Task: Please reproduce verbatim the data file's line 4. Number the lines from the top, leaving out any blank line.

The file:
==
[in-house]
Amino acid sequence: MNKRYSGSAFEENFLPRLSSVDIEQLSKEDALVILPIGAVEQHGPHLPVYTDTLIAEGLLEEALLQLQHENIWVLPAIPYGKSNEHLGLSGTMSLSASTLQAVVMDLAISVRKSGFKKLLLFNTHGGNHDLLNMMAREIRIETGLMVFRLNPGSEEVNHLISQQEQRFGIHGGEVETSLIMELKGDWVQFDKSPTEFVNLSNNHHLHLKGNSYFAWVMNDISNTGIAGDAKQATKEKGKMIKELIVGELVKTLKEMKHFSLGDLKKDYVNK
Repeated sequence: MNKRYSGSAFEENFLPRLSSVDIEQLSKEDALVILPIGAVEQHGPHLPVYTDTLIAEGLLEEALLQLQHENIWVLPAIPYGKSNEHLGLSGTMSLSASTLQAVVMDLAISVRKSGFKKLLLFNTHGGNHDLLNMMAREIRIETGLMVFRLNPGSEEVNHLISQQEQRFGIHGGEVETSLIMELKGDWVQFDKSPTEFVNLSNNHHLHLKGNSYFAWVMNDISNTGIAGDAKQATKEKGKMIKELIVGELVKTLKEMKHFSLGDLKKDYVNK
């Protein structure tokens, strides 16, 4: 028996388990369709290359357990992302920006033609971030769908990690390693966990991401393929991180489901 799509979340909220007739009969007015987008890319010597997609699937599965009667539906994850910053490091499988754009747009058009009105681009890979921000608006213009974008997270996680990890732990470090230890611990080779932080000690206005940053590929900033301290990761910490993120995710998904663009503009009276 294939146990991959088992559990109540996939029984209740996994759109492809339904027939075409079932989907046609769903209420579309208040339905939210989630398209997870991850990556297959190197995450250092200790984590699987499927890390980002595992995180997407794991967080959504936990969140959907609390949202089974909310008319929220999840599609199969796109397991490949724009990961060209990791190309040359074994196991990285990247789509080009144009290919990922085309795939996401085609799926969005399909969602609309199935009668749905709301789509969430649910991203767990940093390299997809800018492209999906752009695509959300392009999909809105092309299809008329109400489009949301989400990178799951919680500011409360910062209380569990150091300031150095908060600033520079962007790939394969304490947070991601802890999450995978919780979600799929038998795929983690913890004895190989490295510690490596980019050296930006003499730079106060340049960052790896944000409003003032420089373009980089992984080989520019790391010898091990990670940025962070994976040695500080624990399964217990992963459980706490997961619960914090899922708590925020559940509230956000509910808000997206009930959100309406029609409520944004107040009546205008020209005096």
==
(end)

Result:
């Protein structure tokens, strides 16, 4: 028996388990369709290359357990992302920006033609971030769908990690390693966990991401393929991180489901 799509979340909220007739009969007015987008890319010597997609699937599965009667539906994850910053490091499988754009747009058009009105681009890979921000608006213009974008997270996680990890732990470090230890611990080779932080000690206005940053590929900033301290990761910490993120995710998904663009503009009276 294939146990991959088992559990109540996939029984209740996994759109492809339904027939075409079932989907046609769903209420579309208040339905939210989630398209997870991850990556297959190197995450250092200790984590699987499927890390980002595992995180997407794991967080959504936990969140959907609390949202089974909310008319929220999840599609199969796109397991490949724009990961060209990791190309040359074994196991990285990247789509080009144009290919990922085309795939996401085609799926969005399909969602609309199935009668749905709301789509969430649910991203767990940093390299997809800018492209999906752009695509959300392009999909809105092309299809008329109400489009949301989400990178799951919680500011409360910062209380569990150091300031150095908060600033520079962007790939394969304490947070991601802890999450995978919780979600799929038998795929983690913890004895190989490295510690490596980019050296930006003499730079106060340049960052790896944000409003003032420089373009980089992984080989520019790391010898091990990670940025962070994976040695500080624990399964217990992963459980706490997961619960914090899922708590925020559940509230956000509910808000997206009930959100309406029609409520944004107040009546205008020209005096």